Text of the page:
Skip to main content
eScholarship
Open Access Publications from the University of California

Dose to the contralateral breast from radiotherapy and risk of second primary breast cancer in the WECARE study.

  • Author(s): Stovall, Marilyn
  • Smith, Susan A
  • Langholz, Bryan M
  • Boice, John D
  • Shore, Roy E
  • Andersson, Michael
  • Buchholz, Thomas A
  • Capanu, Marinela
  • Bernstein, Leslie
  • Lynch, Charles F
  • Malone, Kathleen E
  • Anton-Culver, Hoda
  • Haile, Robert W
  • Rosenstein, Barry S
  • Reiner, Anne S
  • Thomas, Duncan C
  • Bernstein, Jonine L
  • Women's Environmental, Cancer, and Radiation Epidemiology Study Collaborative Group
  • et al.
Abstract

To quantify the risk of second primary breast cancer in the contralateral breast (CB) after radiotherapy (RT) for first breast cancer.The study population included participants in the Women's Environmental, Cancer, and Radiation Epidemiology study: 708 cases (women with asynchronous bilateral breast cancer) and 1399 controls (women with unilateral breast cancer) counter-matched on radiation treatment. Participants were <55 years of age at first breast cancer. Absorbed doses to quadrants of the CB were estimated. Rate ratios (RR) and 95% confidence intervals (CI) were calculated using multivariable-adjusted conditional logistic regression models.Across all patients, the mean radiation dose to the specific quadrant of the CB tumor was 1.1 Gy. Women <40 years of age who received >1.0 Gy of absorbed dose to the specific quadrant of the CB had a 2.5-fold greater risk for CB cancer than unexposed women (RR = 2.5, 95% CI 1.4-4.5). No excess risk was observed in women >40 years of age. Women <40 years of age with follow-up periods >5 years had a RR of 3.0 (95% CI 1.1-8.1), and the dose response was significant (excess RR per Gy of 1.0, 95% CI 0.1-3.0).Women <40 years of age who received a radiation dose >1.0 Gy to the CB had an elevated, long-term risk of developing a second primary CB cancer. The risk is inversely related to age at exposure and is dose dependent.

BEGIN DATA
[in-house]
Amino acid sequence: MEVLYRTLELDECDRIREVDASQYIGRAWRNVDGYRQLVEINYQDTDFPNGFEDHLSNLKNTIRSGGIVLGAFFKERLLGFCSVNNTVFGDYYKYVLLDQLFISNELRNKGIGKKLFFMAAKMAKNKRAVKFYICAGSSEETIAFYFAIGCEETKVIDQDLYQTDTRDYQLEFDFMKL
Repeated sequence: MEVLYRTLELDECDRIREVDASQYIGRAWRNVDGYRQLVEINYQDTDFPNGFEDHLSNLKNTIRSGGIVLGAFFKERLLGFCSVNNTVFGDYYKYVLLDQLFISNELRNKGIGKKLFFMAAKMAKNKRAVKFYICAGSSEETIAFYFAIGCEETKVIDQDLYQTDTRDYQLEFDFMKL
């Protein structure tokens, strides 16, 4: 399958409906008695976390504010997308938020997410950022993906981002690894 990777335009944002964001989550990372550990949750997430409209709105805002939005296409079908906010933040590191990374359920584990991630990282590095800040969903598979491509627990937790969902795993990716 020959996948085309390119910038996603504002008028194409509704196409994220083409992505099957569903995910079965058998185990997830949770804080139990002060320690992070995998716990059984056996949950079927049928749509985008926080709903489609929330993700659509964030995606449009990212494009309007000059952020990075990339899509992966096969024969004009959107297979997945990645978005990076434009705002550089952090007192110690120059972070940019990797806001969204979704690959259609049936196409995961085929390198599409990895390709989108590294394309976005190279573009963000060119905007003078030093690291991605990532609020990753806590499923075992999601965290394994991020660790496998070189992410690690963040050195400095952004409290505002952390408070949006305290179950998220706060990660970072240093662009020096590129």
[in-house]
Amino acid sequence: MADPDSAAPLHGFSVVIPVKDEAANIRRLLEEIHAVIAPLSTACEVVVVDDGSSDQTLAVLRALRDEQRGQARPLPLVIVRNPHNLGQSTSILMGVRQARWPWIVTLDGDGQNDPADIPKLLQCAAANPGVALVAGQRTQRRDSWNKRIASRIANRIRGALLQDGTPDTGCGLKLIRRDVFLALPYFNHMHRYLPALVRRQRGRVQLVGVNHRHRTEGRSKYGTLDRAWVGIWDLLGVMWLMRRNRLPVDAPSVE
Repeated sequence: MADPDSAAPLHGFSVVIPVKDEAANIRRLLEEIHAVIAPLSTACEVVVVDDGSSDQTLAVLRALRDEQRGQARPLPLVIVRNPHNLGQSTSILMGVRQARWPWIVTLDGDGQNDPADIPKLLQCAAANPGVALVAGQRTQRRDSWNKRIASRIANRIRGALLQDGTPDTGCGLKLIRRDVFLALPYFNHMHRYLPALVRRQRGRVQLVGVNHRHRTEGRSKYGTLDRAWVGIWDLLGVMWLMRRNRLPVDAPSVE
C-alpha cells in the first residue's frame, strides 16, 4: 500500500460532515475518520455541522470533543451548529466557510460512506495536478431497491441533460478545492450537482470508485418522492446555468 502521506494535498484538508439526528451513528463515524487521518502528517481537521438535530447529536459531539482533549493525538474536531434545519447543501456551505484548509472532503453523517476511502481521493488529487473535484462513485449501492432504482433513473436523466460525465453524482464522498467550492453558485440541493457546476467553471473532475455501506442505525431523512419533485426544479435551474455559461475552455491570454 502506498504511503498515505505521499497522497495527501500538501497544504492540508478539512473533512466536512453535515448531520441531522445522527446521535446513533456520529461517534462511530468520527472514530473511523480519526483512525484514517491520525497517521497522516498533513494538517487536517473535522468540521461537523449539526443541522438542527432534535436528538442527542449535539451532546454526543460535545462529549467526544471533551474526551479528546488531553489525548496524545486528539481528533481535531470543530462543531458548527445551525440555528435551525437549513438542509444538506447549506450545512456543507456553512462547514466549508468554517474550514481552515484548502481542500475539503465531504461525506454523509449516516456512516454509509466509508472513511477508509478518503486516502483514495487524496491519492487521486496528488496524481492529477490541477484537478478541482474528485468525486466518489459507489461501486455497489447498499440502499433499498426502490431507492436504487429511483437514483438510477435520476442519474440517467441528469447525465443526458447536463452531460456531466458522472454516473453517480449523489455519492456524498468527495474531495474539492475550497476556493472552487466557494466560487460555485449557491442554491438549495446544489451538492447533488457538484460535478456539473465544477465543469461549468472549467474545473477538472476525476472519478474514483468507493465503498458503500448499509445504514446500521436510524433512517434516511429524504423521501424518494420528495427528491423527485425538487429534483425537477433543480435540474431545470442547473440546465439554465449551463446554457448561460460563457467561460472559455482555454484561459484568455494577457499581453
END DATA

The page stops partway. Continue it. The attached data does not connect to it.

Many UC-authored scholarly publications are freely available on this site because of the UC Academic Senate's Open Access Policy. Let us know how this access is important for you.

Main Content
Current View